My Lawyer Made Conflicting Arguments In My Case
If your case goes to trial, you may be surprised to find your attorney follow a well-made legal argument with an admission that, if that argument fails, he can propose another. Why would a lawyer admit that one argument may lose, and put forth a second or third argument?
While many people would expect this to be weak lawyering, the reality is just the opposite. In fact, a party in a lawsuit is not limited to one argument, and is better served by fully developing and encouraging each potentially successful arguments. Rather than make all arguments appear weaker, as many believe this tactic would do, it is an understood method to arguing legal points, and any less would be a disservice to a client.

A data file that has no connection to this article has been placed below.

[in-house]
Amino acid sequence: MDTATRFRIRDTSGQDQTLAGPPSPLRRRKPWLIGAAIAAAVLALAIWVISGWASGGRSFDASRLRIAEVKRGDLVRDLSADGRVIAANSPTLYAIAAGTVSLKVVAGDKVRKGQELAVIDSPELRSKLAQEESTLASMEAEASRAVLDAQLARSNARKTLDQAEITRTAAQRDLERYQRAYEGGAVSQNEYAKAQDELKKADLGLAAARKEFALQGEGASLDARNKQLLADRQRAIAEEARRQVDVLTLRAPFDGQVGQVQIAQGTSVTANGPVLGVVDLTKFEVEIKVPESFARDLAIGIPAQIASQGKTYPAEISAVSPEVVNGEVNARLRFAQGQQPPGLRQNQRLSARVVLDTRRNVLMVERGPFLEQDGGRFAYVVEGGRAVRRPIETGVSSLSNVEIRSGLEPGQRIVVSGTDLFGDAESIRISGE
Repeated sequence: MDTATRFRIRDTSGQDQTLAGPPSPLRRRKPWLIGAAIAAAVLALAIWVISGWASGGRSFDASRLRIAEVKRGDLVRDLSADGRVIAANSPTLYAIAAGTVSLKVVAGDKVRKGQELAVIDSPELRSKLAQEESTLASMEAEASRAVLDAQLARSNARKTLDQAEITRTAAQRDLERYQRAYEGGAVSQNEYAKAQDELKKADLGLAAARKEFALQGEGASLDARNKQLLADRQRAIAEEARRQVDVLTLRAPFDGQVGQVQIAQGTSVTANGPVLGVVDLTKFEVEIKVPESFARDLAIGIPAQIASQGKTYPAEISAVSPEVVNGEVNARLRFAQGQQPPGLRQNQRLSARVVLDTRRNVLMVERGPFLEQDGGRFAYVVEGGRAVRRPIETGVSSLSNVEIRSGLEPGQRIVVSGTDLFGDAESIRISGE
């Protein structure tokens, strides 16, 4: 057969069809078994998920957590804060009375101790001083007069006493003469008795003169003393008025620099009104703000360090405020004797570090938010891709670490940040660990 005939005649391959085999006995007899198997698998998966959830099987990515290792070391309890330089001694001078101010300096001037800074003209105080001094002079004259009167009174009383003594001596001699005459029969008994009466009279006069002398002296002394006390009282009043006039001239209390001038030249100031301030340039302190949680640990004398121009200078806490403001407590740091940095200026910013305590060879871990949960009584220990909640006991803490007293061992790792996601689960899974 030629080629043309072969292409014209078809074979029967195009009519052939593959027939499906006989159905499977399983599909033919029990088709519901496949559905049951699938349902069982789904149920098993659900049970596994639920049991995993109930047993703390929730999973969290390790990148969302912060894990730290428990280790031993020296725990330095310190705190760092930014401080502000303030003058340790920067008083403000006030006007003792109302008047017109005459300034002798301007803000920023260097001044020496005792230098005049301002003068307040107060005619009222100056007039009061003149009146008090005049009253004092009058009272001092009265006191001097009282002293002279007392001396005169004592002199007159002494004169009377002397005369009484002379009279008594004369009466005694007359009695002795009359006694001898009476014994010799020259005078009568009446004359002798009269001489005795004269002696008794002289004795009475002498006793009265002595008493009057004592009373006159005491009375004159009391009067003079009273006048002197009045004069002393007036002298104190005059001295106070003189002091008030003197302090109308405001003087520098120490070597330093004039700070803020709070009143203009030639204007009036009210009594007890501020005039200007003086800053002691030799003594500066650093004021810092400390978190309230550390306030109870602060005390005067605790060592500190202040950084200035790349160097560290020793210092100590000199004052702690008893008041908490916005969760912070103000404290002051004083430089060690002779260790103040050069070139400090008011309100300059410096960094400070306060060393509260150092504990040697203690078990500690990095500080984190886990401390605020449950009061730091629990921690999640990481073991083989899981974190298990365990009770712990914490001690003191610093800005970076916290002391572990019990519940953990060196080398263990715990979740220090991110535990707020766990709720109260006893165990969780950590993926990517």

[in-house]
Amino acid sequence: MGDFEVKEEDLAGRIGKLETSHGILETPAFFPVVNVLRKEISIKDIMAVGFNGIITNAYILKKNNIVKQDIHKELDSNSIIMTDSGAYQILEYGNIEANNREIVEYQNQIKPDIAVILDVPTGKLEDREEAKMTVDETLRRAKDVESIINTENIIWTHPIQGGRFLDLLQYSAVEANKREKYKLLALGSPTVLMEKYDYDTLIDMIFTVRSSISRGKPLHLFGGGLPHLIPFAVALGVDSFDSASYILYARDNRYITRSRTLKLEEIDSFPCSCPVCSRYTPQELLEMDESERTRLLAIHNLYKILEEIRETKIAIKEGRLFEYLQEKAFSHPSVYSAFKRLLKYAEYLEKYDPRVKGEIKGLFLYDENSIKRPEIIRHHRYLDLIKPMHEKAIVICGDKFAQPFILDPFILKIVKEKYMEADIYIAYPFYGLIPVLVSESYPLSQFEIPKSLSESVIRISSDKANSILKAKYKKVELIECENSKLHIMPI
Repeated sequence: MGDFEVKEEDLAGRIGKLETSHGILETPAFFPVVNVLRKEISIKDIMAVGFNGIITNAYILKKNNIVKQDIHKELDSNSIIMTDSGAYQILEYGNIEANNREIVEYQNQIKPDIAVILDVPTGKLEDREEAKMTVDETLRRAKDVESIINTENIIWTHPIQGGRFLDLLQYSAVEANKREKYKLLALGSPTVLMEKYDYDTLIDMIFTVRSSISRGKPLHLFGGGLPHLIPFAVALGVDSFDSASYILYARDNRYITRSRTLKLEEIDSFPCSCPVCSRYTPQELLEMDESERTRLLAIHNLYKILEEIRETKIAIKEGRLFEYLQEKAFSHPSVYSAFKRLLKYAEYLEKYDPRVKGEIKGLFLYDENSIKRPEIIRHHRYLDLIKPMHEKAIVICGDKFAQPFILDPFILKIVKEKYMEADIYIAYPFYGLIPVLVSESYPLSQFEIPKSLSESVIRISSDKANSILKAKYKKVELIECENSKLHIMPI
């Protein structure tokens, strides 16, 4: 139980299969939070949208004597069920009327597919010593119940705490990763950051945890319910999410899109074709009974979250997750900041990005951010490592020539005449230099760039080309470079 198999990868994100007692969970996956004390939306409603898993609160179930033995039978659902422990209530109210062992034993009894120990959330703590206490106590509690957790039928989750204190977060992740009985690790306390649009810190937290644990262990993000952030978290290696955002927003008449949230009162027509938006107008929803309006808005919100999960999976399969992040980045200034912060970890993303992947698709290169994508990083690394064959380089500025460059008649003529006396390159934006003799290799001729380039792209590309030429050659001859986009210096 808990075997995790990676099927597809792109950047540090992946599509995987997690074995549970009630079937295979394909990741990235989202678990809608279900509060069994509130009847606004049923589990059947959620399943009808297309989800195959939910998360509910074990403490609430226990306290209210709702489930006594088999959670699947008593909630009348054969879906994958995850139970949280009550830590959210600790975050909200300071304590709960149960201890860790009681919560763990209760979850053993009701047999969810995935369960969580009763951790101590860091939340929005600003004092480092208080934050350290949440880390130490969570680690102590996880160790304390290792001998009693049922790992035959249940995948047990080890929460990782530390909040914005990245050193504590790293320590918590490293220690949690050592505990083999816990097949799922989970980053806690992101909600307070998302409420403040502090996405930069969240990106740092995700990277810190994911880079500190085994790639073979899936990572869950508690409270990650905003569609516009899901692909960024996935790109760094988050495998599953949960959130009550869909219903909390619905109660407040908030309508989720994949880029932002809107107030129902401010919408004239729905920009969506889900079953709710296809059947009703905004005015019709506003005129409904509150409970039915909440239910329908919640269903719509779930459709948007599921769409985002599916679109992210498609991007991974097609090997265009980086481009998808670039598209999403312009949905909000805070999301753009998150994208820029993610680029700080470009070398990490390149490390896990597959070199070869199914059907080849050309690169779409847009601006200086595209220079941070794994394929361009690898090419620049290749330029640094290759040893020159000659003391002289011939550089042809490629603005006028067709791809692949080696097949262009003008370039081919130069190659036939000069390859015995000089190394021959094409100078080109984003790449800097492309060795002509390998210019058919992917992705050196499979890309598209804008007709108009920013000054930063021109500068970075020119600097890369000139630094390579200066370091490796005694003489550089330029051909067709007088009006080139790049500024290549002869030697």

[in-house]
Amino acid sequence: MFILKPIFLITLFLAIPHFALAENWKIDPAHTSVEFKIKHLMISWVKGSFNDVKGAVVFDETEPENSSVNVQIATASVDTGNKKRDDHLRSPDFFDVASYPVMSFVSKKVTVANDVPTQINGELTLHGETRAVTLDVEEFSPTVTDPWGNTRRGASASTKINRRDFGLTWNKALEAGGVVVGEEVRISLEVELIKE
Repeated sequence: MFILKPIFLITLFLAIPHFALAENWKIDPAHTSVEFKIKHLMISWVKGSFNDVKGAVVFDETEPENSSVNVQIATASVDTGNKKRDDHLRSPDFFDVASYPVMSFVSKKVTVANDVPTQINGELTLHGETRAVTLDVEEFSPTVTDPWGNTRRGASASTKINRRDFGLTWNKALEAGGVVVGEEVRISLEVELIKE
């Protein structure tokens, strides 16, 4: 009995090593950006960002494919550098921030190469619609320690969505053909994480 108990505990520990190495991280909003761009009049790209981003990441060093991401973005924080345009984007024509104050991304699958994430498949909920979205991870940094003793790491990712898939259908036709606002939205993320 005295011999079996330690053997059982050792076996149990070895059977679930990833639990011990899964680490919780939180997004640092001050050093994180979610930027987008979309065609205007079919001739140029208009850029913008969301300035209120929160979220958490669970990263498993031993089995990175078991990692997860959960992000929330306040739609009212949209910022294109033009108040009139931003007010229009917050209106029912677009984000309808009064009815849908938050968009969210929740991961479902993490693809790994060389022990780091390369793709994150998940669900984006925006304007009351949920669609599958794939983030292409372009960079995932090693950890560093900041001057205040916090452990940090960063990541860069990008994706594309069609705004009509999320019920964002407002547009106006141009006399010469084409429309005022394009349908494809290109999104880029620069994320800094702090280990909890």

These alternative and often conflicting arguments are called “Arguments in the alternative” in the legal world, and can serve many purposes. For one, they can preempt objections that may appear from the judge or the other side in the case.
For instance, if you are on trial for murder, you may argue that the case was one of mistaken identity, and that although a murder occurred, you were not present and did not commit the crime. But in the alternative, you argue, you were the one there accused of the crime, but your actions did not amount to murder, and were in fact only self-defense.
But don’t such arguments lead a jury to believe you are guilty? It certainly depends on the circumstances of the case. For a bench trial, one in which a judge tries your facts and determines whether you were guilty, these arguments are generally expected and less dangerous. But even in a jury trial, if used correctly, arguments in the alternative can be useful and successful, and often extremely important to a successful trial.
This information is not intended to be legal advice.